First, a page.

Saginaw (Hot Spring County)

Saginaw is an unincorporated community located in Hot Spring County about eight miles southwest of Malvern (Hot Spring County) and four miles northeast of Midway (Hot Spring County). The community’s settlement was closely associated with the Ouachita River, which is about one mile to its east.

Early landowners include Joseph Cunningham, who obtained a land patent for just under 120 acres in 1837. Robert Stribling received a land patent for forty acres located near Saginaw in 1845. At the same time, he received title to an additional eighty acres in a neighboring section. In the 1850 census, Stribling appears with his wife and five sons, as well as twenty-one slaves. He owned $5,500 in real estate and continued to acquire land in the 1850s. He died sometime before the 1860 census. His wife, Sabie or Sabra, is listed as running the farm with eleven slaves, and she owned $12,000 in personal estate and $2,500 in real estate.

Other landowners in the area included Elizabeth Sanders, who in 1882 obtained just under sixty acres on the Ouachita River. Sanders was widowed with three sons. Drury Brown also received a land patent in 1882 for just over sixty-one acres. He appears in the 1880 census along with his wife and son, working as a mechanic.

The early economy of the area focused on large-scale row crops, including cotton. Located on the Military Road, the community attracted settlers due to the rich soil along the Ouachita. Timber was also harvested in the area.

The Saginaw Lumber Company operated from a base on the east side of the Ouachita for more than a decade beginning in the late nineteenth century. A floating boardwalk bridge linked the community on the west bank of the river to the lumber company. The company established a number of short line railways to haul logs and created a major line connecting the community to the main St. Louis and Iron Mountain line. Called the Saginaw and Ouachita River Railroad, it operated from 1905 to 1913. A post office operated in the community from 1896 to 1914. Saginaw is served in the twenty-first century by the post office in Donaldson (Hot Spring County).

When the available timber in the area was exhausted, the lumber company ceased operations. The site of the former mill became part of the Saginaw Improvement Association, which advertised the community to interested settlers. A publication printed by the association described the land around the community in detail, listing the benefits of establishing a farm in the area, from the good soil and abundant water to the numerous fire hydrants. The association opened a general store, and a school operated in the community for eight months with plans to extend the term to nine months. The advertisement also explicitly mentioned white farmers in the community, but no reference to African Americans appeared in the publication.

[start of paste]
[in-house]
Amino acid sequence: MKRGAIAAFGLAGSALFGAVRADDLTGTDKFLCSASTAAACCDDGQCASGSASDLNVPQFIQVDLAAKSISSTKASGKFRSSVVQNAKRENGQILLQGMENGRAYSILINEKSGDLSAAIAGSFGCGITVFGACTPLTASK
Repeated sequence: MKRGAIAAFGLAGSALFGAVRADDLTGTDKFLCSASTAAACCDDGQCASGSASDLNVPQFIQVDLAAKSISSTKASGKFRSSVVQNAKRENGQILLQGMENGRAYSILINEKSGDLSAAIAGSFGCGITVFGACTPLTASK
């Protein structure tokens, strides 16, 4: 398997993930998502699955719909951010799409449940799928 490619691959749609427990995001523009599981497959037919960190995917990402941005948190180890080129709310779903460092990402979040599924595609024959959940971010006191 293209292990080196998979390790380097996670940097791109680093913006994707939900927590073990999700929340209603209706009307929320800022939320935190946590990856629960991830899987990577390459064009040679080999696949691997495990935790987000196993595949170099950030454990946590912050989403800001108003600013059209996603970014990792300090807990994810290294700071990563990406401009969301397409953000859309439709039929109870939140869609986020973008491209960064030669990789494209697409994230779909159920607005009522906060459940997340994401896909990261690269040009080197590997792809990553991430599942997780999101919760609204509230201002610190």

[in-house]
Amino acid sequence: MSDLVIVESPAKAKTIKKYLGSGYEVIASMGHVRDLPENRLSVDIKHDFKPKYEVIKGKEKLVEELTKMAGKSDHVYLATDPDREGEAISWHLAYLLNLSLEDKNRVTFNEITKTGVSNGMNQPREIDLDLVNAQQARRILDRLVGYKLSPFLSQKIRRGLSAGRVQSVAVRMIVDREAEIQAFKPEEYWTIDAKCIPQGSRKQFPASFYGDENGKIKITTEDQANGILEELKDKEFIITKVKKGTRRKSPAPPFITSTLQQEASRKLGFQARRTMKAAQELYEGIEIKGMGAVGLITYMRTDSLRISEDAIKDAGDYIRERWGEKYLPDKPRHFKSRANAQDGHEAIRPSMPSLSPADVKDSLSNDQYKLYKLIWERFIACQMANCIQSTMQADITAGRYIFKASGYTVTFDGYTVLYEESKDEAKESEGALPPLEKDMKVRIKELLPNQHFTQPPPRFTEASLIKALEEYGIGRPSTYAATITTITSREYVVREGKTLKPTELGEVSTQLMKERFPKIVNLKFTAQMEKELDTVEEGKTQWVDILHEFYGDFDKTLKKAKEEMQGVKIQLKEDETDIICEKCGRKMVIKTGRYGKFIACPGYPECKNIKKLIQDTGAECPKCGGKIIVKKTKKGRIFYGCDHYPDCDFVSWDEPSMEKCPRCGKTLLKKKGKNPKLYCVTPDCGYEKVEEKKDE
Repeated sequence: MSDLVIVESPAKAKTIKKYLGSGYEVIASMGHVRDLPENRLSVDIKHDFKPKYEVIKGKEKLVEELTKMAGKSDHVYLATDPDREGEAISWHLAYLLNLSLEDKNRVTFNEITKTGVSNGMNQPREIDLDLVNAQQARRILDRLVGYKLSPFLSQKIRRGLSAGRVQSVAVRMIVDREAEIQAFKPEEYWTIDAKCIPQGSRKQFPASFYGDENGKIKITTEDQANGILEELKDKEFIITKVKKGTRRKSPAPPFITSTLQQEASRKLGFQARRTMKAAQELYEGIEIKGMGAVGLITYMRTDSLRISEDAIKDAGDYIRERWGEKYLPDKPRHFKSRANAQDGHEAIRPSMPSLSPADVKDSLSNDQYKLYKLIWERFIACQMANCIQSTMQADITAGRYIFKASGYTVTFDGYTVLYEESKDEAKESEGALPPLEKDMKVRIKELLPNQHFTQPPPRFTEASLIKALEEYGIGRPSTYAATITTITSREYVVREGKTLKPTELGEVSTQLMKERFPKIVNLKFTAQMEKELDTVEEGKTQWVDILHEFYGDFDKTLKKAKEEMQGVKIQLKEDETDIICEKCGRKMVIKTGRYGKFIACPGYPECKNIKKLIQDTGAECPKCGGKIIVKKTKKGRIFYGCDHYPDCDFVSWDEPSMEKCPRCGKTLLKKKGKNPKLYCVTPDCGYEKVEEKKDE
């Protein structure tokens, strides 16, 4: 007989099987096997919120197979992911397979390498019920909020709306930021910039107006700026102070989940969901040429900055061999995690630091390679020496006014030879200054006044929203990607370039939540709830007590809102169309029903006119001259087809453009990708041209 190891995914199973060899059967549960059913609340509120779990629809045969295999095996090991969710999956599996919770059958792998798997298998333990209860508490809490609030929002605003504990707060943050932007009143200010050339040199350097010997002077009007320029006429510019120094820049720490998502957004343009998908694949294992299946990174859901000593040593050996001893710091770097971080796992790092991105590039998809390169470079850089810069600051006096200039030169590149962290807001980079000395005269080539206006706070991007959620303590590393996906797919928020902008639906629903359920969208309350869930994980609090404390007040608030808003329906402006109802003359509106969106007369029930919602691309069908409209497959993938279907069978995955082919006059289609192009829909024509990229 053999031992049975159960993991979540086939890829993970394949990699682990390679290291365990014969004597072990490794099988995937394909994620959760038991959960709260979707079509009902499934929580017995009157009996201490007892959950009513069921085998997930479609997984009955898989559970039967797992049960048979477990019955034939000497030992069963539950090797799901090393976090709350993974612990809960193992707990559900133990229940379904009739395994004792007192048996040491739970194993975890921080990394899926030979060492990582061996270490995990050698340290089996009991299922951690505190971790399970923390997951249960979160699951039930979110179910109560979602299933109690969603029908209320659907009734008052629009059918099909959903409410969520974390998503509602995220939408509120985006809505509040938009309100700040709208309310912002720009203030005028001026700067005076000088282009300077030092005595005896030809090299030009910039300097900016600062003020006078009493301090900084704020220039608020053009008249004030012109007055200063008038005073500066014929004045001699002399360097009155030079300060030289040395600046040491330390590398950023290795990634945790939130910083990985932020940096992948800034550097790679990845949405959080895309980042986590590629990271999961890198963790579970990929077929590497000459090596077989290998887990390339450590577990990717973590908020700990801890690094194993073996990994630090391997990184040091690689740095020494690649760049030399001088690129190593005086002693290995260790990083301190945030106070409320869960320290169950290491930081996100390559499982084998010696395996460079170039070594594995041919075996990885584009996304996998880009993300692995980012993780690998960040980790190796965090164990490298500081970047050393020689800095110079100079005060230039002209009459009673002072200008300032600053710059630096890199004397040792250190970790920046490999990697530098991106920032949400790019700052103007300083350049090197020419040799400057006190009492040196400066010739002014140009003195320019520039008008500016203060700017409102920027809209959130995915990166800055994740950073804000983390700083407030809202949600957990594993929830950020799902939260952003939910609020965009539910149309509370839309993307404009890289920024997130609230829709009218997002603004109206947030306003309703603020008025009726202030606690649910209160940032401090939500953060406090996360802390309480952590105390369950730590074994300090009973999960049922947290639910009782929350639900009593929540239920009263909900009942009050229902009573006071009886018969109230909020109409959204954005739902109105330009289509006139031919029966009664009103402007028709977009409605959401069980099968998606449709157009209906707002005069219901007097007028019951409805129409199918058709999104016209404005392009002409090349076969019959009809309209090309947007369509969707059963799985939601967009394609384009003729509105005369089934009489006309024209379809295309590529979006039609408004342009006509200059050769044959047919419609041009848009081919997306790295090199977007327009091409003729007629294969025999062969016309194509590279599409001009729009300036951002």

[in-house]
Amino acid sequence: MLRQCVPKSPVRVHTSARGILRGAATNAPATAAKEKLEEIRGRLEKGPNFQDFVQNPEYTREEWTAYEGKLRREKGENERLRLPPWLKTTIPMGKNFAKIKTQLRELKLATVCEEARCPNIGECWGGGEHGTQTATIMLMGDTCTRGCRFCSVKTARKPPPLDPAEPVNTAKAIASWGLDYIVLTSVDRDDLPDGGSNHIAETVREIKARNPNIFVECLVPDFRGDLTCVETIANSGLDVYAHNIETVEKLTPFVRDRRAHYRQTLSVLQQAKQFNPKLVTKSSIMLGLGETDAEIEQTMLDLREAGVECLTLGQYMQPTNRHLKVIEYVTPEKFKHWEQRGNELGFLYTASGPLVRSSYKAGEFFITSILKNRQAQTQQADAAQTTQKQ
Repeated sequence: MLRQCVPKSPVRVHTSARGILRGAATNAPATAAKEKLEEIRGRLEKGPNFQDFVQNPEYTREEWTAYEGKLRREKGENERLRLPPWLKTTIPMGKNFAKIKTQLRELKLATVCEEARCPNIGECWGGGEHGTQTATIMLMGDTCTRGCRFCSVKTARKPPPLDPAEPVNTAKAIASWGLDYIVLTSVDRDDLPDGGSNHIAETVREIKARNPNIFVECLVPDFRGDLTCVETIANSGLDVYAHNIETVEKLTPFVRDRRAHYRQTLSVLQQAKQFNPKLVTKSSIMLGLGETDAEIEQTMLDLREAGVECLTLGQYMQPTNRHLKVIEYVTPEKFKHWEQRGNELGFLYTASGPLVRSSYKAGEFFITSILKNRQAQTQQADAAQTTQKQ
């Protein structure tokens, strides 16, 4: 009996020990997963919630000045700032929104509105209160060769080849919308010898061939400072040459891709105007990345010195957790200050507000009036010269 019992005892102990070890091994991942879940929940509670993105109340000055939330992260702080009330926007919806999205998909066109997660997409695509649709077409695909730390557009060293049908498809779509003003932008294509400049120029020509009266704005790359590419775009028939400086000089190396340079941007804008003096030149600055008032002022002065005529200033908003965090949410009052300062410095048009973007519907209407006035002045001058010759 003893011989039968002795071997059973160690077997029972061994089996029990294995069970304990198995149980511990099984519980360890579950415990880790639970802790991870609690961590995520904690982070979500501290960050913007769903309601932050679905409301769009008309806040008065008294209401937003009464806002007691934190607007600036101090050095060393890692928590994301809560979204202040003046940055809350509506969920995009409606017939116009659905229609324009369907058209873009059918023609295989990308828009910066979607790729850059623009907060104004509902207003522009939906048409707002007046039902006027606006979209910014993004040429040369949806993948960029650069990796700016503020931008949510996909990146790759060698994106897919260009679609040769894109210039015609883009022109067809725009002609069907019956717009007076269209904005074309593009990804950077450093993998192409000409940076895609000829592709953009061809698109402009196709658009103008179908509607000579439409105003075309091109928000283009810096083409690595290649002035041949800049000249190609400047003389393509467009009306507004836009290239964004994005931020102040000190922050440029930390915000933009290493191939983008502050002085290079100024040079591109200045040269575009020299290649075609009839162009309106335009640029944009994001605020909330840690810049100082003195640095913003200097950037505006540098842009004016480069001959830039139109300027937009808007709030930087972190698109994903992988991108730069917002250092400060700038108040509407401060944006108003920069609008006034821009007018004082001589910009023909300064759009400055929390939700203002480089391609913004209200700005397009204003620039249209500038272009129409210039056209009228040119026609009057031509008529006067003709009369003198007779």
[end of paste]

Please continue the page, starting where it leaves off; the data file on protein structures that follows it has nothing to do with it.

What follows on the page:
New Hope Baptist Church was started in Saginaw in 1859 with a congregation made up exclusively of enslaved worshippers. After first offering services on the bank of the Ouachita River and then moving to a brush arbor, the congregation constructed a small building after the Civil War. The church continued in Saginaw until 1955, when it moved to Malvern and became Greater New Hope Baptist Church.

The Morrison Plantation Smokehouse was constructed around 1854 in Saginaw. By the twenty-first century, it was the last remaining structure from the plantation that included hundreds of acres on both sides of the Ouachita. The smokehouse is located on private property.

No businesses besides operations associated with cattle or timber operate in Saginaw in the twenty-first century. The Saginaw Missionary Baptist Church is located in the community, with cemeteries located in Social Hill (Hot Spring County) to the north and Midway to the south. Students in the community attend school in the Malvern or Ouachita school districts.

For additional information:
Rondeau, Flora. “Greater New Hope Baptist Church.” The Heritage 35 (2008): 125.

“Saginaw.” The Heritage 33 (2006): 143–147.

“Saginaw, Hot Spring County, Arkansas: About 1910.” The Heritage 22 (1995): 13–15.

David Sesser
Southeastern Louisiana University


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